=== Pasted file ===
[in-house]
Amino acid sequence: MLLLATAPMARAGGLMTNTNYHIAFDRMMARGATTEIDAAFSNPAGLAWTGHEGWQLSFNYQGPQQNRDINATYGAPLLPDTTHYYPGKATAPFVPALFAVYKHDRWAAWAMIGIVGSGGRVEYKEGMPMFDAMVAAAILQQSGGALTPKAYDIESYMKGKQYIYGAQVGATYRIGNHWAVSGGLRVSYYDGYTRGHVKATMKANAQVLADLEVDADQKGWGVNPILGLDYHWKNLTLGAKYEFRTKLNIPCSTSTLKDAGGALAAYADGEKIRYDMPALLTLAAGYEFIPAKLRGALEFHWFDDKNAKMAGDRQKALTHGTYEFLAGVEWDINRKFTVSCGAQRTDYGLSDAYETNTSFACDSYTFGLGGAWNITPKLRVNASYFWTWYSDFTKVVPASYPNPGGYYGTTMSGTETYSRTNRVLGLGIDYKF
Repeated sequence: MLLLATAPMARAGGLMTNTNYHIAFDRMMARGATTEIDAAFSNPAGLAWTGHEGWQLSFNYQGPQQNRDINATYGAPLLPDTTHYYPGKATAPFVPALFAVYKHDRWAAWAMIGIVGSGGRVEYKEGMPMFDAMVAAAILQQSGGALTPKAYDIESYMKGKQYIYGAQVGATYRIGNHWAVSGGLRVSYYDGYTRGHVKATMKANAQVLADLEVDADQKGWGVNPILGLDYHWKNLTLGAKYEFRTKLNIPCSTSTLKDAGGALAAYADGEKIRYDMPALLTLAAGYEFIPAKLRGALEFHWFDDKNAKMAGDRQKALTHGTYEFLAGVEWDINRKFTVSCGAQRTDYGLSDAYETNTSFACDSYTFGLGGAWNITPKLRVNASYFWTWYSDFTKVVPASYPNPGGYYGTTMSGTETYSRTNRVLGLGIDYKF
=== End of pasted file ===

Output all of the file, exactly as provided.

[in-house]
Amino acid sequence: MLLLATAPMARAGGLMTNTNYHIAFDRMMARGATTEIDAAFSNPAGLAWTGHEGWQLSFNYQGPQQNRDINATYGAPLLPDTTHYYPGKATAPFVPALFAVYKHDRWAAWAMIGIVGSGGRVEYKEGMPMFDAMVAAAILQQSGGALTPKAYDIESYMKGKQYIYGAQVGATYRIGNHWAVSGGLRVSYYDGYTRGHVKATMKANAQVLADLEVDADQKGWGVNPILGLDYHWKNLTLGAKYEFRTKLNIPCSTSTLKDAGGALAAYADGEKIRYDMPALLTLAAGYEFIPAKLRGALEFHWFDDKNAKMAGDRQKALTHGTYEFLAGVEWDINRKFTVSCGAQRTDYGLSDAYETNTSFACDSYTFGLGGAWNITPKLRVNASYFWTWYSDFTKVVPASYPNPGGYYGTTMSGTETYSRTNRVLGLGIDYKF
Repeated sequence: MLLLATAPMARAGGLMTNTNYHIAFDRMMARGATTEIDAAFSNPAGLAWTGHEGWQLSFNYQGPQQNRDINATYGAPLLPDTTHYYPGKATAPFVPALFAVYKHDRWAAWAMIGIVGSGGRVEYKEGMPMFDAMVAAAILQQSGGALTPKAYDIESYMKGKQYIYGAQVGATYRIGNHWAVSGGLRVSYYDGYTRGHVKATMKANAQVLADLEVDADQKGWGVNPILGLDYHWKNLTLGAKYEFRTKLNIPCSTSTLKDAGGALAAYADGEKIRYDMPALLTLAAGYEFIPAKLRGALEFHWFDDKNAKMAGDRQKALTHGTYEFLAGVEWDINRKFTVSCGAQRTDYGLSDAYETNTSFACDSYTFGLGGAWNITPKLRVNASYFWTWYSDFTKVVPASYPNPGGYYGTTMSGTETYSRTNRVLGLGIDYKF